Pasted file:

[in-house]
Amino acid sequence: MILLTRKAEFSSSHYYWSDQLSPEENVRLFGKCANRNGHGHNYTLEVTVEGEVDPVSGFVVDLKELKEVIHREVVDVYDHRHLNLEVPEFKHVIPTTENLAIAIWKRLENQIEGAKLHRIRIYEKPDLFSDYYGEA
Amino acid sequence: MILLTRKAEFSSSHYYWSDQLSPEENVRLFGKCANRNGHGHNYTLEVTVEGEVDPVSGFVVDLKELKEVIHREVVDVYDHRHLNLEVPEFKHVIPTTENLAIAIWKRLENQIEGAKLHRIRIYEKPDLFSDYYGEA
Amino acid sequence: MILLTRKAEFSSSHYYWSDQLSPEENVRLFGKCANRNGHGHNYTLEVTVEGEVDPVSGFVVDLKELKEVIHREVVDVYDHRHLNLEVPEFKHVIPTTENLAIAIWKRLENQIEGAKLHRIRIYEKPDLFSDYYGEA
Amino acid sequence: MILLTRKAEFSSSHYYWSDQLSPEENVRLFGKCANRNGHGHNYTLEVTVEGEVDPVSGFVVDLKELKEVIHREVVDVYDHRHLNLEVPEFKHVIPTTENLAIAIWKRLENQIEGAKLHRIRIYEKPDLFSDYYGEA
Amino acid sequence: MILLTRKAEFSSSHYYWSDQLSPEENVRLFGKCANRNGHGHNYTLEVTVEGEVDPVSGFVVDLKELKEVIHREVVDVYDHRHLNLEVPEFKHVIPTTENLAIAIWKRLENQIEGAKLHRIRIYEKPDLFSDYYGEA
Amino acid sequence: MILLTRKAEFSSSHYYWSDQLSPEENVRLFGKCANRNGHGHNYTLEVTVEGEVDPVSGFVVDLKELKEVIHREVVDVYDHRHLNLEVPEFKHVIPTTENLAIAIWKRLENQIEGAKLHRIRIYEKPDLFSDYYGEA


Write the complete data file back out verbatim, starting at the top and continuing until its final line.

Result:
[in-house]
Amino acid sequence: MILLTRKAEFSSSHYYWSDQLSPEENVRLFGKCANRNGHGHNYTLEVTVEGEVDPVSGFVVDLKELKEVIHREVVDVYDHRHLNLEVPEFKHVIPTTENLAIAIWKRLENQIEGAKLHRIRIYEKPDLFSDYYGEA
Amino acid sequence: MILLTRKAEFSSSHYYWSDQLSPEENVRLFGKCANRNGHGHNYTLEVTVEGEVDPVSGFVVDLKELKEVIHREVVDVYDHRHLNLEVPEFKHVIPTTENLAIAIWKRLENQIEGAKLHRIRIYEKPDLFSDYYGEA
Amino acid sequence: MILLTRKAEFSSSHYYWSDQLSPEENVRLFGKCANRNGHGHNYTLEVTVEGEVDPVSGFVVDLKELKEVIHREVVDVYDHRHLNLEVPEFKHVIPTTENLAIAIWKRLENQIEGAKLHRIRIYEKPDLFSDYYGEA
Amino acid sequence: MILLTRKAEFSSSHYYWSDQLSPEENVRLFGKCANRNGHGHNYTLEVTVEGEVDPVSGFVVDLKELKEVIHREVVDVYDHRHLNLEVPEFKHVIPTTENLAIAIWKRLENQIEGAKLHRIRIYEKPDLFSDYYGEA
Amino acid sequence: MILLTRKAEFSSSHYYWSDQLSPEENVRLFGKCANRNGHGHNYTLEVTVEGEVDPVSGFVVDLKELKEVIHREVVDVYDHRHLNLEVPEFKHVIPTTENLAIAIWKRLENQIEGAKLHRIRIYEKPDLFSDYYGEA
Amino acid sequence: MILLTRKAEFSSSHYYWSDQLSPEENVRLFGKCANRNGHGHNYTLEVTVEGEVDPVSGFVVDLKELKEVIHREVVDVYDHRHLNLEVPEFKHVIPTTENLAIAIWKRLENQIEGAKLHRIRIYEKPDLFSDYYGEA